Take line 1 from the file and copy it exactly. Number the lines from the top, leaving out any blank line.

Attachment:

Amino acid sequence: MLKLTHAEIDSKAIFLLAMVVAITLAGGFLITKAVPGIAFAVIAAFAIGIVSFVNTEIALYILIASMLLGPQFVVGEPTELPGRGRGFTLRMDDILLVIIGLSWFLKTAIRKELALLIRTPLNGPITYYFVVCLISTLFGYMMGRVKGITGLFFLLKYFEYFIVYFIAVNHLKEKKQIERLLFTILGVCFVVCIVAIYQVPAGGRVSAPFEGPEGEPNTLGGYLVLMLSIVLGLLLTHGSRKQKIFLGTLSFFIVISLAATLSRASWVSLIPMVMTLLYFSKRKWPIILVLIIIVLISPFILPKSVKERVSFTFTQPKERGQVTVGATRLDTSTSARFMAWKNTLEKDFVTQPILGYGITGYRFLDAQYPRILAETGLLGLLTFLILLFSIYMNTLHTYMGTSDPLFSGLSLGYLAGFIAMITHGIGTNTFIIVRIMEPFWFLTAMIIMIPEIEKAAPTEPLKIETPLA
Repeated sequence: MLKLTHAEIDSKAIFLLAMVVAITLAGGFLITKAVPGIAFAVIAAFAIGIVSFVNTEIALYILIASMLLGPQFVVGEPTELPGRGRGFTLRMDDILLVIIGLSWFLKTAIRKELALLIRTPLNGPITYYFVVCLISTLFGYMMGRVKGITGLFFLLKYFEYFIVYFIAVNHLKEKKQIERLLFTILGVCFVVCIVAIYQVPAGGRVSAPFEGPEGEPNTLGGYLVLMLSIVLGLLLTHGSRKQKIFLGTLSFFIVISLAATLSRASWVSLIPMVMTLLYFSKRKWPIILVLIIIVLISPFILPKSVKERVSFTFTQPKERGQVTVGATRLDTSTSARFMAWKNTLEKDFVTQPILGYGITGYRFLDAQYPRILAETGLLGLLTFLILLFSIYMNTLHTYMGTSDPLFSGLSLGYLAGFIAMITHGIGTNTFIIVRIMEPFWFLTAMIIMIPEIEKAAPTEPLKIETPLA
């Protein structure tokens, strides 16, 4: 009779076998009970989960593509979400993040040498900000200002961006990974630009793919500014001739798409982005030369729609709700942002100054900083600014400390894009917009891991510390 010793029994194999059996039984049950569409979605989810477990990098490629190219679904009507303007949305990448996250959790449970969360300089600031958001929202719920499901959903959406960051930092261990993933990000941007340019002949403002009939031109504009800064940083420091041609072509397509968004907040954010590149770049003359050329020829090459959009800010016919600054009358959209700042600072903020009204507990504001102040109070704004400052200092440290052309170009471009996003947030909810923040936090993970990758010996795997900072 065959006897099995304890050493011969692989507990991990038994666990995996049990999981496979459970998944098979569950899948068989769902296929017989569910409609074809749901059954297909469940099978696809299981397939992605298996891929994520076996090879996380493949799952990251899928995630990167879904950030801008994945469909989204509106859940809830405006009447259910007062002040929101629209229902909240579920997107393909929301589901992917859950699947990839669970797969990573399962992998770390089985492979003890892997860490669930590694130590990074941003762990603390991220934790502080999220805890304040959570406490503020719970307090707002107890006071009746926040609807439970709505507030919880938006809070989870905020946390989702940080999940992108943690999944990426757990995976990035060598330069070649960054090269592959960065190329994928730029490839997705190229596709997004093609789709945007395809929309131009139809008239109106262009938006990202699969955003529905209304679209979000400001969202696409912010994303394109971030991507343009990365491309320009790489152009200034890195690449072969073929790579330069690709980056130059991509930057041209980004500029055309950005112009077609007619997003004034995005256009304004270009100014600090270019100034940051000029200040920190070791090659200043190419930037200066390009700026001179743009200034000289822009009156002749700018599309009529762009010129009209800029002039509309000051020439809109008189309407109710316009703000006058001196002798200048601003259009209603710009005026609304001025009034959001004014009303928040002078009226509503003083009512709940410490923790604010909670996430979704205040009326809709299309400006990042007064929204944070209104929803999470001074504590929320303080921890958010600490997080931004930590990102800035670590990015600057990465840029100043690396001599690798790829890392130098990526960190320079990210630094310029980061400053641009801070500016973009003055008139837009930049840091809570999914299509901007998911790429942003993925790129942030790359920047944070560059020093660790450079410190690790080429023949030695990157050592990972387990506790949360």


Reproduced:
Amino acid sequence: MLKLTHAEIDSKAIFLLAMVVAITLAGGFLITKAVPGIAFAVIAAFAIGIVSFVNTEIALYILIASMLLGPQFVVGEPTELPGRGRGFTLRMDDILLVIIGLSWFLKTAIRKELALLIRTPLNGPITYYFVVCLISTLFGYMMGRVKGITGLFFLLKYFEYFIVYFIAVNHLKEKKQIERLLFTILGVCFVVCIVAIYQVPAGGRVSAPFEGPEGEPNTLGGYLVLMLSIVLGLLLTHGSRKQKIFLGTLSFFIVISLAATLSRASWVSLIPMVMTLLYFSKRKWPIILVLIIIVLISPFILPKSVKERVSFTFTQPKERGQVTVGATRLDTSTSARFMAWKNTLEKDFVTQPILGYGITGYRFLDAQYPRILAETGLLGLLTFLILLFSIYMNTLHTYMGTSDPLFSGLSLGYLAGFIAMITHGIGTNTFIIVRIMEPFWFLTAMIIMIPEIEKAAPTEPLKIETPLA